In times of flood and fire it becomes necessary for Council to close roads in the interest of Public Safety. Often the need to close roads occurs quickly and thus Council cannot notify road users in advance of the closure. In order to keep the public as up to date as possible Council provides road closure information to the following sources;
- State Emergency Service (in times of storm and flood) (www.ses.nsw.gov.au)
- Rural Fire Service (in times of fire) (www.rfs.nsw.gov.au)
- Roads & Traffic Authority
- ABC Radio 99.1 FM
- Max FM 91.3
- Now FM 98.3
Often Council repairs the road network in two stages;
Stage 1 – A quick treatment to “straighten up” the road and restore access to as many residents/businesses/tourists as possible.
Stage 2 – A more detailed repair in which gravel and seal is replaced. This process can take up to twelve months to complete after extensive natural disasters.
Road users are reminded that;
- They may be liable for any damage that they cause to a road that is closed to their vehicle type.
- Travelling on roads covered with water is extremely dangerous and should be avoided.
- Road conditions can change without warning.
- Unsealed roads damage very easily when they are wet and only essential journeys should be undertaken until the road dries out.
- Repairs to damaged roads are not usually possible until the roads and gravel stockpiles begin to dry out.
- Council prioritises repairs with higher trafficked roads usually receiving attention first.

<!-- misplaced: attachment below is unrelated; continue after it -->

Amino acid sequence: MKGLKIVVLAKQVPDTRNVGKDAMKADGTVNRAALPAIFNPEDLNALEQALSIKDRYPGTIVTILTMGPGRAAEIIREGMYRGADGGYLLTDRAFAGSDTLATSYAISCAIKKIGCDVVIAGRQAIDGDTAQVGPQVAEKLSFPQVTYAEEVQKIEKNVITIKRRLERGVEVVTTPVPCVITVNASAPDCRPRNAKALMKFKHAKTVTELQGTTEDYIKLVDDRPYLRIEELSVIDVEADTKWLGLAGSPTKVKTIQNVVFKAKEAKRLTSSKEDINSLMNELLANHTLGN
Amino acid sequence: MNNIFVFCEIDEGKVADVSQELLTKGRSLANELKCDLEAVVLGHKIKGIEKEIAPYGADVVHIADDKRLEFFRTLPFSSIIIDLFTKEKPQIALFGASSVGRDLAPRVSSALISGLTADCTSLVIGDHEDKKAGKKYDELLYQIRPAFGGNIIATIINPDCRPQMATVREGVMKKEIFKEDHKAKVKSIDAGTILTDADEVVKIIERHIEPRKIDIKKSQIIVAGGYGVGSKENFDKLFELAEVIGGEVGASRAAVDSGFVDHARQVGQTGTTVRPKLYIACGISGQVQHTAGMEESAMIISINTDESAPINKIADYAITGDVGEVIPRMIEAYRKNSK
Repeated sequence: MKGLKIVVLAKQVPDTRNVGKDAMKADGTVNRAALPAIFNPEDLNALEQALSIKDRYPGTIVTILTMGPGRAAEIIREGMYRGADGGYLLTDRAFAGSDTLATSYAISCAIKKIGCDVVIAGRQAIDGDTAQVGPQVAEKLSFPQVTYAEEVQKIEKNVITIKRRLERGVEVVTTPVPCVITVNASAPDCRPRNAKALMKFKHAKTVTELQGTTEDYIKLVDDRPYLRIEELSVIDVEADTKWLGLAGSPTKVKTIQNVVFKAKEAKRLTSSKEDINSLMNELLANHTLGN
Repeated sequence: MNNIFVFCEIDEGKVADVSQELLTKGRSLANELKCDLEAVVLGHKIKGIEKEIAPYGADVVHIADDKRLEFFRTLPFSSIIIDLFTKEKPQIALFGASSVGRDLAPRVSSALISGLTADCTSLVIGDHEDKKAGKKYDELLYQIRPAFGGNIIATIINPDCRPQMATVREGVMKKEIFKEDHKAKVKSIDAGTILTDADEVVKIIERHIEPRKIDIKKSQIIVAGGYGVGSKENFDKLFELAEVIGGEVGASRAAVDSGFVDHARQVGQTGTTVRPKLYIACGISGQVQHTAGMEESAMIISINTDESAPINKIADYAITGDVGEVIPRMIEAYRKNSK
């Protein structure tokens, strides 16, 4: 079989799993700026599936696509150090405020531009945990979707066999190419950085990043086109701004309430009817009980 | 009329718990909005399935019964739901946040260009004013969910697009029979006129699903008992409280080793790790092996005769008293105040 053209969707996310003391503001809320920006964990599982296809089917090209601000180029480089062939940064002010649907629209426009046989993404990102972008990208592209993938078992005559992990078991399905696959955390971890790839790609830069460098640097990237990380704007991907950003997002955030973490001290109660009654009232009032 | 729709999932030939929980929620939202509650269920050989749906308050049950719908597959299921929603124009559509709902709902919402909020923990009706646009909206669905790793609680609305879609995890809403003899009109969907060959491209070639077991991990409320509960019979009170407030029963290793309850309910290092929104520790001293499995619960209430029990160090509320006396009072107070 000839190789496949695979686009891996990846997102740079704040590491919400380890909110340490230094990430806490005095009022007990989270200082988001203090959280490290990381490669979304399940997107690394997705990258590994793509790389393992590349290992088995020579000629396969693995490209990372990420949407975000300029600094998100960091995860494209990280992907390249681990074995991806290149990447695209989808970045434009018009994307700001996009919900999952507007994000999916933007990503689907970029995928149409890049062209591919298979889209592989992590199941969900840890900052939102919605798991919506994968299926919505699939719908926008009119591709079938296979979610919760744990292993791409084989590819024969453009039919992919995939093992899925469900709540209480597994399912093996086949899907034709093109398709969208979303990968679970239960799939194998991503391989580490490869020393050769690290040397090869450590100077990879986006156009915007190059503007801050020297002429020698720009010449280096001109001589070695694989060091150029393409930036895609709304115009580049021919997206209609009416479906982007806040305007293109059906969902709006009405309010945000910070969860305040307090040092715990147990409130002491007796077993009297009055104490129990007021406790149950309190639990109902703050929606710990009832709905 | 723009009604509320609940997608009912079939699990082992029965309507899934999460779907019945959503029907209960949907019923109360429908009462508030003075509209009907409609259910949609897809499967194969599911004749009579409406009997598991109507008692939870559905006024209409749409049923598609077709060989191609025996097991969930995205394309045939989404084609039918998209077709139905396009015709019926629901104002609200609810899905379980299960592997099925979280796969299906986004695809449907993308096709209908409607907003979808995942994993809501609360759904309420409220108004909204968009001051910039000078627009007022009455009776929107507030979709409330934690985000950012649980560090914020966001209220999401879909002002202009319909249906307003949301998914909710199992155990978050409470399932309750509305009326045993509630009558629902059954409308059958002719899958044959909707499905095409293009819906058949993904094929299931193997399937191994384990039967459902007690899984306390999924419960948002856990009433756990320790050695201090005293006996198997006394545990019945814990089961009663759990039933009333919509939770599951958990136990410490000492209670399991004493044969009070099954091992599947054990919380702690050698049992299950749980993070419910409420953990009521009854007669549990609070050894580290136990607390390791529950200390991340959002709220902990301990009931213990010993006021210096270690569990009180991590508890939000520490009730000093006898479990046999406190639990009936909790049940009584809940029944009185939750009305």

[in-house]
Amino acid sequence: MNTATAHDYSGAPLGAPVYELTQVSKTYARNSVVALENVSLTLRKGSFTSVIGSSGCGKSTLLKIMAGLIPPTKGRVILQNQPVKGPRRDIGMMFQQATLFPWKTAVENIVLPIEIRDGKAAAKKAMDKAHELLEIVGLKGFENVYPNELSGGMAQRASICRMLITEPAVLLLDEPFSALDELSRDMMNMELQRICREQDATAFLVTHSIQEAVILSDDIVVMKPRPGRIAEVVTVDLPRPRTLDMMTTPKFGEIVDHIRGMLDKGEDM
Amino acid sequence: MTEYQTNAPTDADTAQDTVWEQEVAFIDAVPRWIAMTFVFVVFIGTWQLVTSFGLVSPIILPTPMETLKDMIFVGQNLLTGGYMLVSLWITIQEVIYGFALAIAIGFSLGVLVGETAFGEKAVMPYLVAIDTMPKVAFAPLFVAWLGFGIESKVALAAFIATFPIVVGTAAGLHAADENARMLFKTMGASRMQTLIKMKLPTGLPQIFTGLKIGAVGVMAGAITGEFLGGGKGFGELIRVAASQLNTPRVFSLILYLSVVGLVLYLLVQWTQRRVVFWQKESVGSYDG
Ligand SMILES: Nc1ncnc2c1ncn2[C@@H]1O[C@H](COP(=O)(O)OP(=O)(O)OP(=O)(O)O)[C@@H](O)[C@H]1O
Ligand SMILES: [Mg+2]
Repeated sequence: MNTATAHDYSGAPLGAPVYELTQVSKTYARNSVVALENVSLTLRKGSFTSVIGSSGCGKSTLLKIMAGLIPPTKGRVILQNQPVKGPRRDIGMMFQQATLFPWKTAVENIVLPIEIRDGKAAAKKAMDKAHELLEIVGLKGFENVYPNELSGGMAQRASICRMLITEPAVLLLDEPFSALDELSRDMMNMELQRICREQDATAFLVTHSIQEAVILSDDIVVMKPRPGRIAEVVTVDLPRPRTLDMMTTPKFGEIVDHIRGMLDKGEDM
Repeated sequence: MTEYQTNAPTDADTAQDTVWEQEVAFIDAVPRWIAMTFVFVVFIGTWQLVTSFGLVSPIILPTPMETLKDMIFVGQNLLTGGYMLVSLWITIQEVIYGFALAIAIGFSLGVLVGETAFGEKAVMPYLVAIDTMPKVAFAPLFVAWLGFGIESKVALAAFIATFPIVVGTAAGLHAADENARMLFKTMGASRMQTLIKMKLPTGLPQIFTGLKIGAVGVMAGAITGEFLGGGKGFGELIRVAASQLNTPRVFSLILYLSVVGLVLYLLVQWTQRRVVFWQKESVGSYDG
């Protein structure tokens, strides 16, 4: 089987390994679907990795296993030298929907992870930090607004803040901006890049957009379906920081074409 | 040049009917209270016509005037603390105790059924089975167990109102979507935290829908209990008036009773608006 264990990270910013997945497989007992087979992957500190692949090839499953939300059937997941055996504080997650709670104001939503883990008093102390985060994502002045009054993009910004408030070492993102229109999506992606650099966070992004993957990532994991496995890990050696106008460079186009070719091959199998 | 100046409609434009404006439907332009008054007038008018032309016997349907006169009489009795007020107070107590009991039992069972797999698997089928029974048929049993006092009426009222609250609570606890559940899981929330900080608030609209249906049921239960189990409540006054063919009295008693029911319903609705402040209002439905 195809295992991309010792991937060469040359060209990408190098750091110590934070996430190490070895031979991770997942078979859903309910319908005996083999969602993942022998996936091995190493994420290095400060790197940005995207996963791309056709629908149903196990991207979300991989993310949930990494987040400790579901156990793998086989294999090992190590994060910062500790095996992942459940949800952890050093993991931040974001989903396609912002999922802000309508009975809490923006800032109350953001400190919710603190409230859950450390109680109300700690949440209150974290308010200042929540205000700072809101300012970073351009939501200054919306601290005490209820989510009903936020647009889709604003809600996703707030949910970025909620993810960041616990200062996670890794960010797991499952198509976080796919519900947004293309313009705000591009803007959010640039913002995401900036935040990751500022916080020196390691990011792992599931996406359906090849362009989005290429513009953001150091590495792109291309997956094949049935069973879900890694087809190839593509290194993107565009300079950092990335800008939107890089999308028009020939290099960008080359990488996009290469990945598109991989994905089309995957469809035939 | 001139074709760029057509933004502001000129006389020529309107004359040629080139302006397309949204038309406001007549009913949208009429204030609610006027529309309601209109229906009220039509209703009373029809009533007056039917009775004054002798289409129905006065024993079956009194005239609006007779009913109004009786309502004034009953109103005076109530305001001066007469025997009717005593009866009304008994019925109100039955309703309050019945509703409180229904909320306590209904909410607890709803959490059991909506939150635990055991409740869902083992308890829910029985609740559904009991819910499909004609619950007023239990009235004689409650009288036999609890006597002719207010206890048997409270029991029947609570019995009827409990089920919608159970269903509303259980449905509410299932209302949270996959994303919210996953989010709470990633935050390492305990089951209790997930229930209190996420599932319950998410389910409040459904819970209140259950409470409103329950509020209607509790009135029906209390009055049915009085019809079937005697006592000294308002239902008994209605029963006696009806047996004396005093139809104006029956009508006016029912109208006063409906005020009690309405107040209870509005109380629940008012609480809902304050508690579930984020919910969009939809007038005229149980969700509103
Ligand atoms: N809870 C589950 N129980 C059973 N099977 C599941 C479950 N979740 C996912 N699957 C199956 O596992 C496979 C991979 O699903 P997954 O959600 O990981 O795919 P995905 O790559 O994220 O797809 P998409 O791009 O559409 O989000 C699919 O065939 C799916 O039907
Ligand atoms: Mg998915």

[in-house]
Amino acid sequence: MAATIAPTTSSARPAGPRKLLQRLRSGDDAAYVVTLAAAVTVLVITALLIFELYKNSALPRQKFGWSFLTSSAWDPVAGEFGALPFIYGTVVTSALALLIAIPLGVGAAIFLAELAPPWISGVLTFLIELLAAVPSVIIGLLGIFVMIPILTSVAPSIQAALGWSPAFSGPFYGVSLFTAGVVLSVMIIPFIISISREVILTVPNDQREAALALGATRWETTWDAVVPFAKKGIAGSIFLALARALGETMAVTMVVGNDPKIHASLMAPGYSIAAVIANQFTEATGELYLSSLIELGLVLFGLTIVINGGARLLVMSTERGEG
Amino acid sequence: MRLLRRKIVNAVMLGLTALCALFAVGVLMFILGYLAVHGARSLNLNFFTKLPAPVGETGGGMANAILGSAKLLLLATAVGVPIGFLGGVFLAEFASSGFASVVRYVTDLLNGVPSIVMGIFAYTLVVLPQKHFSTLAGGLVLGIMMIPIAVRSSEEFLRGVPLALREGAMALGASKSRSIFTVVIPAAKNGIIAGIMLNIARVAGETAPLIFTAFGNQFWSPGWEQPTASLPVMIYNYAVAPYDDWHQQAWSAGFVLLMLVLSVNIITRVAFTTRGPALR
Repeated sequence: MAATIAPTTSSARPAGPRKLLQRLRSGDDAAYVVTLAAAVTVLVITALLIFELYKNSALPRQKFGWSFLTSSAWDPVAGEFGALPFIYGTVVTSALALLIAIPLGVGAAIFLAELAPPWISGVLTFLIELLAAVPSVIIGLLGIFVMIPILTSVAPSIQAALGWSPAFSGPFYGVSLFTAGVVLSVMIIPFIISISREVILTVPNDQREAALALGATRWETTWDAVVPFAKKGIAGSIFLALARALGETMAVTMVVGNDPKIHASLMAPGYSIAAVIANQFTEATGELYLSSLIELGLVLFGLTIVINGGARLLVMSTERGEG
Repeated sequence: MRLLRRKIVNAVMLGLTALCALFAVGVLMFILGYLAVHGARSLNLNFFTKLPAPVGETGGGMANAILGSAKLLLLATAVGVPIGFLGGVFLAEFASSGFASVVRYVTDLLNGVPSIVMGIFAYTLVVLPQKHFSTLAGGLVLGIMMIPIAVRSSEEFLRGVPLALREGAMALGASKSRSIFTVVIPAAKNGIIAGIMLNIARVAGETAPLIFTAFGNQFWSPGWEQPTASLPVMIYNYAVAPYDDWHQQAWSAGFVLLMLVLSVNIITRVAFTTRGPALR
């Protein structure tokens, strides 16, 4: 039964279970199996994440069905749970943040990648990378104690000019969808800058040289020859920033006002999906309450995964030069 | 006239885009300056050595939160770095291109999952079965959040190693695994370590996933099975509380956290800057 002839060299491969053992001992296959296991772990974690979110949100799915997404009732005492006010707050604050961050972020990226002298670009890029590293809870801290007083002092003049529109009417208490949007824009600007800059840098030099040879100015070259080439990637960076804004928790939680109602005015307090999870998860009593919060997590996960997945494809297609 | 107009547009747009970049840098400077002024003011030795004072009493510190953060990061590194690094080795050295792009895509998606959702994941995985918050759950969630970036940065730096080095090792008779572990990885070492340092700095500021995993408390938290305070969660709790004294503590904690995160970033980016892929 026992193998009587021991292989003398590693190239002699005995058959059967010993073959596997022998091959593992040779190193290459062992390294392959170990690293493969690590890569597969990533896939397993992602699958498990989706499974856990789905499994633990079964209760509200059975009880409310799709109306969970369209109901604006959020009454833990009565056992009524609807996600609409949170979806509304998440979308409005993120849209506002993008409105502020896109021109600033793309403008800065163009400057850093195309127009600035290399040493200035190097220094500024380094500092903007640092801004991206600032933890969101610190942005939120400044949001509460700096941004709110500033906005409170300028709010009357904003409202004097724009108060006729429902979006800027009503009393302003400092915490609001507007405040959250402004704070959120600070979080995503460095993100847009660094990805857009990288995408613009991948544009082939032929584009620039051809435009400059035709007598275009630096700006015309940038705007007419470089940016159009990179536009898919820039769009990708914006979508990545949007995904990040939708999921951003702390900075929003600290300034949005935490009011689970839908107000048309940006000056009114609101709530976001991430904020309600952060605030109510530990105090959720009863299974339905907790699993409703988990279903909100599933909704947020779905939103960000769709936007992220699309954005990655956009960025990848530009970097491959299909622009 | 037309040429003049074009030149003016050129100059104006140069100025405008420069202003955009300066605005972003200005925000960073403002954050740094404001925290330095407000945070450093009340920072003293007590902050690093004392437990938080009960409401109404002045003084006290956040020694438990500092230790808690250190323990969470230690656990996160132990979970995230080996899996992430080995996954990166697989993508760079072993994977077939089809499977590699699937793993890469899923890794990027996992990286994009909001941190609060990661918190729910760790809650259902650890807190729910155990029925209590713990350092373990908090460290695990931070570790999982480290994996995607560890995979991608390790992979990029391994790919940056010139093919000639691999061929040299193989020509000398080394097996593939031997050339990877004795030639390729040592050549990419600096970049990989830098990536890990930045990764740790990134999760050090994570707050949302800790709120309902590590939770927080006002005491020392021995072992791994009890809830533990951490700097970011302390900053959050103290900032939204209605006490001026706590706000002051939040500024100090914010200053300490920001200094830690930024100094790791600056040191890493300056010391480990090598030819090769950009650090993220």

During flood and fire events Council staff continue to inspect roads and collect information and aim to update road bulletins at 11am each morning, if conditions change, until the Shires roads are open to all traffic.
Updated weather related information and information relating to floods and fires can be found on the Narrabri Weather Networks website http://narrabriweather.net
The Rural Fire Service website is regularly updated to reflect current warnings. Click here to see Total Fire Ban and Current Fire Danger Map, which includes Narrabri Shire.
Planning for a Bushfire
The 1 October is the official start to the Bushfire season. Council encourages all residents in Narrabri Shire to prepare a Bushfire Survival Plan.
Ask yourself these questions....
- Do you live within a few streets of the bush?
- Does your area have a history of bush fires?
- Do you have many trees or shrubs around your home?
- If you need to leave your home, would you need to travel through bushland?
- Is your Bush Fire Survival Plan more than one year old?
If you answered yes to any of these questions, you need a Bush Fire Survival Plan. Don't put it off.
Bushfire Survival Plan
Rural Fires Act 1997
There are currently no Roads Closed due to flooding. When roads are closed within Narrabri Shire, updates are posted on the home page pf this website (under News Reel) and on the Narrabri Shire Council Facebook page.
Since 2010, the NSW Rural Fire Service (NSW RFS) has been managing the Neighbourhood Safer Places (NSP) programme across New South Wales. The NSP concept evolved out of the 2009 Victorian Bush Fires Royal Commission. The primary purpose of a NSP is the protection of human life.
Their function is to provide a place of last resort for members of the community to shelter during a bush fire.
It is an essential part of the NSP programme that accurate and up-to-date information about the status and location of local NSPs be provided to the community.
The NSW RFS updates the NSP information on the website regularly and is therefore able to provide the most accurate and up-to-date information concerning NSPs within each Local Government Area.
The NSW RFS has recently updated their public website and the link to all information regarding NSPs on the website is provided below: